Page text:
Glenside and Jack Anthony

In 1911, gelding Glenside was entered for the race and given a price of 20/1. Very few punters thought the horse had much chance of success, being blind in one eye and described as ‘broken-winded’ the previous year.

Torrential rain made for a treacherous course and caused many falls, but young jockey Jack Anthony kept Glenside up and running. Glenside came from behind and managed to win by a fairly comfortable 20 lengths.

Jack Anthony would go on to become one of the most celebrated jockeys of his day and win the National two further times, on Ally Sloper in 1915 and Troytown in 1920.

The Colonel and George Stevens

By the time he came to ride The Colonel, jockey George Stevens was already making a name for himself as one of the greatest Grand National jockeys of all time.

Stevens came to the field in 1869 with three previous wins under his belt, on Freetrader, Emblem and Emblematic in 1856, 1863 and 1864 respectively. Partnering The Colonel, George Stevens cemented his position as in Grand National history as he rode the horse to victory in two consecutive years, 1869 and 1870.

To this day Stevens remains the record holder for the most Grand National wins for any jockey ever.

Mr Frisk and Marcus Armytage

Mr Frisk may only have won the Grand National once, but his 1990 victory ridden by Marcus Armytage broke the record for the fastest win time ever.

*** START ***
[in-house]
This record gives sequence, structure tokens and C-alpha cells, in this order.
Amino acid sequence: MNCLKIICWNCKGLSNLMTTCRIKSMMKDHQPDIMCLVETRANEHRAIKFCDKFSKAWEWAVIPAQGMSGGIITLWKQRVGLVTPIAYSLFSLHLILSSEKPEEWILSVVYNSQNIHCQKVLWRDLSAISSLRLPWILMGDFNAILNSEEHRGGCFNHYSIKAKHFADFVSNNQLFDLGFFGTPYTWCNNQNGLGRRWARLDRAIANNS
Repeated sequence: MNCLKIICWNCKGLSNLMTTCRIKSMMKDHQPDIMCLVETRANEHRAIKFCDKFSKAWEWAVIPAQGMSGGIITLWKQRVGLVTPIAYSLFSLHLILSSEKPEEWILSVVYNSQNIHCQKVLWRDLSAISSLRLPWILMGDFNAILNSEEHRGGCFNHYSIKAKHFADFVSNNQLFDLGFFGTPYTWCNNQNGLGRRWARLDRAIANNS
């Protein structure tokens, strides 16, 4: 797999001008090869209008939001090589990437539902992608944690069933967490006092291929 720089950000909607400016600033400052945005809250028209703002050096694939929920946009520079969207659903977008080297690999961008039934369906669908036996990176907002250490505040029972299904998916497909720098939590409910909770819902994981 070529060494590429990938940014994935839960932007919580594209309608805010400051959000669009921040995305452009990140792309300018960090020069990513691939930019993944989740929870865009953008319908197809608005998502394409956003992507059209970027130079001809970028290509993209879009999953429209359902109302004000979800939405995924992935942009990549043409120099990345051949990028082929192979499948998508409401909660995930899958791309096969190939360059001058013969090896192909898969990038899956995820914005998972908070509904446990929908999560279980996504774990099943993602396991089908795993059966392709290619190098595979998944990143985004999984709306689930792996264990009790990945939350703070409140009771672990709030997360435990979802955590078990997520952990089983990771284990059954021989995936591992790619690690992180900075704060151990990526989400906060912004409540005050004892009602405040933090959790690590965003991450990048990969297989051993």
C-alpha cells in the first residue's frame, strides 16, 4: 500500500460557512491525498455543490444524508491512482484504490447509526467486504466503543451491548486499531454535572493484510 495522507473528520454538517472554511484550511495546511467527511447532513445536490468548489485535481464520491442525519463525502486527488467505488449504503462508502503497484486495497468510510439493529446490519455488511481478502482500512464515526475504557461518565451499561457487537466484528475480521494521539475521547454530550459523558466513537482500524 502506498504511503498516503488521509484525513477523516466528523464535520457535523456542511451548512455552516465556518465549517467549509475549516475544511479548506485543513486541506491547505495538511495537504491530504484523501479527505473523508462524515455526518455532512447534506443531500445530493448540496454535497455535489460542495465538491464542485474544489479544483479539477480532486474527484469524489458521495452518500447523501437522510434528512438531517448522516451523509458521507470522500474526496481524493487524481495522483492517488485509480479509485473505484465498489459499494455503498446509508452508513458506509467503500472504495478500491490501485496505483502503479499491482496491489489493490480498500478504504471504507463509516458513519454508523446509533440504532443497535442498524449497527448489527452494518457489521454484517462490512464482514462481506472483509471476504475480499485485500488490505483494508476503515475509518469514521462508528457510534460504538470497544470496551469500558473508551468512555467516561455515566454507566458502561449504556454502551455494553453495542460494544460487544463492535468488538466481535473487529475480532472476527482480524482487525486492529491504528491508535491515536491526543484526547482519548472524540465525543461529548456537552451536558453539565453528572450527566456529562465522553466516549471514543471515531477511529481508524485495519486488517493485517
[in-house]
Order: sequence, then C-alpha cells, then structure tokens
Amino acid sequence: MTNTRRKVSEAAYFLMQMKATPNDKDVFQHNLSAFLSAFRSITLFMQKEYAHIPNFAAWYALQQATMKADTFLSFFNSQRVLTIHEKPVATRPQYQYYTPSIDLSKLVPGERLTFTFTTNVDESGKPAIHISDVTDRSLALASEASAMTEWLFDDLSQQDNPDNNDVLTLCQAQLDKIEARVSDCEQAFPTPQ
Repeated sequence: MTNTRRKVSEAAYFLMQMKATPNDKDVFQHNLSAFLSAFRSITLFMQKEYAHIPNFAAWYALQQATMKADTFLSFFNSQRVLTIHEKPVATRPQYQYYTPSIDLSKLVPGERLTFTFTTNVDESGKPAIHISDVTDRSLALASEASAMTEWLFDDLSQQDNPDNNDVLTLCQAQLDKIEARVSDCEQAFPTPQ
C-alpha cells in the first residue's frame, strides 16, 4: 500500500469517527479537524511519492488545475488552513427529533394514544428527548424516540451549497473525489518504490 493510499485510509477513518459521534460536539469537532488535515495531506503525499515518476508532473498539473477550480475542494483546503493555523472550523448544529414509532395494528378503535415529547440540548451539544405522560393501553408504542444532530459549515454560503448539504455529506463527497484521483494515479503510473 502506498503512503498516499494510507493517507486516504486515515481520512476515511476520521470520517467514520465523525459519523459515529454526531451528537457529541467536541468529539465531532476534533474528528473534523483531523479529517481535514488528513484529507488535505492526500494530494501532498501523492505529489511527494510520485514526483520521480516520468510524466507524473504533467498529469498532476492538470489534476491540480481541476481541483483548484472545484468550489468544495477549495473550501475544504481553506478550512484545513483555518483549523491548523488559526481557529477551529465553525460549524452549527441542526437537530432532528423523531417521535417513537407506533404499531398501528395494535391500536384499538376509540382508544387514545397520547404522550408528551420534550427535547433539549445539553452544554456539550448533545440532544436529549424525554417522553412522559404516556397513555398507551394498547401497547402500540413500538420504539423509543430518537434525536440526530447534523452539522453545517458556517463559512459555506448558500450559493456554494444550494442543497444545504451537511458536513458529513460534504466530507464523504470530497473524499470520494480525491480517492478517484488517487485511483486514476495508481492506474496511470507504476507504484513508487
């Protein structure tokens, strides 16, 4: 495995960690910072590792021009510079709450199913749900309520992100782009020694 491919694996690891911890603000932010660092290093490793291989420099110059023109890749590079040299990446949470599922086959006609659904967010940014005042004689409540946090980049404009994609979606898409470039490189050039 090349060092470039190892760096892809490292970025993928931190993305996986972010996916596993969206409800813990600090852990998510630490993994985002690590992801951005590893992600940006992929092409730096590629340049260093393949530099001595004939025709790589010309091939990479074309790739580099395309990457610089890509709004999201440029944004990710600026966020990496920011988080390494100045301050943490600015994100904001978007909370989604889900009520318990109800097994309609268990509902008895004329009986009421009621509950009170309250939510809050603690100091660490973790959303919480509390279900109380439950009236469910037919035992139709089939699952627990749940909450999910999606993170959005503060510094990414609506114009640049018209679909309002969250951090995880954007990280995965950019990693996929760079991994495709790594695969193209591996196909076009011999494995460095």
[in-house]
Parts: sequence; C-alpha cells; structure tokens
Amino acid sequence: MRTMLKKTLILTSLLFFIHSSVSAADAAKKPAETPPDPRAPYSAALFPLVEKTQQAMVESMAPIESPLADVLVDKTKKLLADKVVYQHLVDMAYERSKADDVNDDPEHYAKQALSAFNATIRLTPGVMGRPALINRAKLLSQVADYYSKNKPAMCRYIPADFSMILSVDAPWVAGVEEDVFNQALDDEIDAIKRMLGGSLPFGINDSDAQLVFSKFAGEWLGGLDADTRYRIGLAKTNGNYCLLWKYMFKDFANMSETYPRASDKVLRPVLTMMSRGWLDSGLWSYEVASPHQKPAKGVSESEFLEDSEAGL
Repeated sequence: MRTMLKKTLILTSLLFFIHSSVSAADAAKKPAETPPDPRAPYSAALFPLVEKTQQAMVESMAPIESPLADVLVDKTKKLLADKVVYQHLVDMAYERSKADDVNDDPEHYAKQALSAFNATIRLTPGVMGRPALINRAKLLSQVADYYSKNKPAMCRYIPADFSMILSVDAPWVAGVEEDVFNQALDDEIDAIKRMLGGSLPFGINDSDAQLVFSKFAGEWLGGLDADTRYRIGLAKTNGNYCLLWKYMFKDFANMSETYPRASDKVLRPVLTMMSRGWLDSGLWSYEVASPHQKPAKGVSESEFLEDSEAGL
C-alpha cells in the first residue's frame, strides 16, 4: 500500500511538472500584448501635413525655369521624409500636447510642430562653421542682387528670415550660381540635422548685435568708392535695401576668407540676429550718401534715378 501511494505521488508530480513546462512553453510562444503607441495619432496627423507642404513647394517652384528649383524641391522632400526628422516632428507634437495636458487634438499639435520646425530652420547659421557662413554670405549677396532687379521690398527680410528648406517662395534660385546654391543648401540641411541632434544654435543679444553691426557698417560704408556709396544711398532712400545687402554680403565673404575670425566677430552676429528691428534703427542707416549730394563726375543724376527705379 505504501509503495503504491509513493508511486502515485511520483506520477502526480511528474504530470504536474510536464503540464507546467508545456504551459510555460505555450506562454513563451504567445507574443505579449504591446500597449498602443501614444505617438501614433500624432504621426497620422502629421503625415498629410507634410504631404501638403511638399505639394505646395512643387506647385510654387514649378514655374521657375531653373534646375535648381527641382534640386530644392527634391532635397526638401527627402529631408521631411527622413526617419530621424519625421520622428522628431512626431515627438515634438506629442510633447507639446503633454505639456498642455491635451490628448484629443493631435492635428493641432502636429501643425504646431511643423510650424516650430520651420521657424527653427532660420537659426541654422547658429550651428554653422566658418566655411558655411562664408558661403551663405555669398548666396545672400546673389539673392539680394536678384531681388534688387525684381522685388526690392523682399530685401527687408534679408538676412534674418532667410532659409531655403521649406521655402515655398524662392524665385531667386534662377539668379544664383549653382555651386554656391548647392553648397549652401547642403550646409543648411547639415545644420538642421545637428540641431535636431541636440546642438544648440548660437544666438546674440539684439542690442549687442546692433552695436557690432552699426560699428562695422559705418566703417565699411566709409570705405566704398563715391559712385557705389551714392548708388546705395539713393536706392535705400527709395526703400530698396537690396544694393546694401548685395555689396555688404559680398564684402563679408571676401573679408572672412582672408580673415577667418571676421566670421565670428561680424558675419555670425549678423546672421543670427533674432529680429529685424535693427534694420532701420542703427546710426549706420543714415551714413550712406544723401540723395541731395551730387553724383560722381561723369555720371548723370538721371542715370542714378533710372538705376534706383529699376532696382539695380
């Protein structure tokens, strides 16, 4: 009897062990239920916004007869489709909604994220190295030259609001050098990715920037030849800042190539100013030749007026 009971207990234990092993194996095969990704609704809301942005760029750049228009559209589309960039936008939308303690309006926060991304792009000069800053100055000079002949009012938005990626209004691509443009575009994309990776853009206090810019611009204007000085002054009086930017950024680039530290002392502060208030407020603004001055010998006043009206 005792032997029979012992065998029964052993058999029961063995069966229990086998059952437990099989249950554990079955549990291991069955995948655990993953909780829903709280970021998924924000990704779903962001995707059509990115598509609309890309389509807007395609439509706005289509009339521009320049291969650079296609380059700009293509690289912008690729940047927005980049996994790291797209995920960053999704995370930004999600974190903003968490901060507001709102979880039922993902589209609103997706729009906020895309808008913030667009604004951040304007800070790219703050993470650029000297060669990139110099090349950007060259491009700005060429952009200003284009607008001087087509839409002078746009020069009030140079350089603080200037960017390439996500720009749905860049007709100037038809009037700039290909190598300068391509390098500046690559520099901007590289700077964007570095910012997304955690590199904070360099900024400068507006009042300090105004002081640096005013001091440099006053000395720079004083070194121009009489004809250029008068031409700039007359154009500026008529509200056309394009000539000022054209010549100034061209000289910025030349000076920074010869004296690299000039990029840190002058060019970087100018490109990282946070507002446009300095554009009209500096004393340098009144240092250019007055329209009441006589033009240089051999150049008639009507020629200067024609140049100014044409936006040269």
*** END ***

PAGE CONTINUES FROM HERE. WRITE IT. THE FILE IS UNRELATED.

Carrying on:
The duo completed the race in just 8 minutes and 47.8 seconds, and were the only team to win the race in under nine minutes ever until Many Clouds just scraped in at 8 minutes and 56.8 seconds in 2015.

Mr Frisk and Armytage went on to take home the Whitbread Gold Cup just three weeks after their National win.

As one of the most prestigious events in the racing calendar, it is no wonder that the Grand National has attracted some of the most dynamic horse-and-jockey duos in the business over the years.

What is the dress code for the Grand National?

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Prestigious horse racing events are often as much about style as they are about the racing. Ladies and gentlemen alike often don their best and most glamorous outfits for a day at the races and the Grand National is no exception.

Many racecourses have a dress code, especially in the premium enclosures. The Grand National dress code is fairly open to interpretation but there are a few rules to be followed.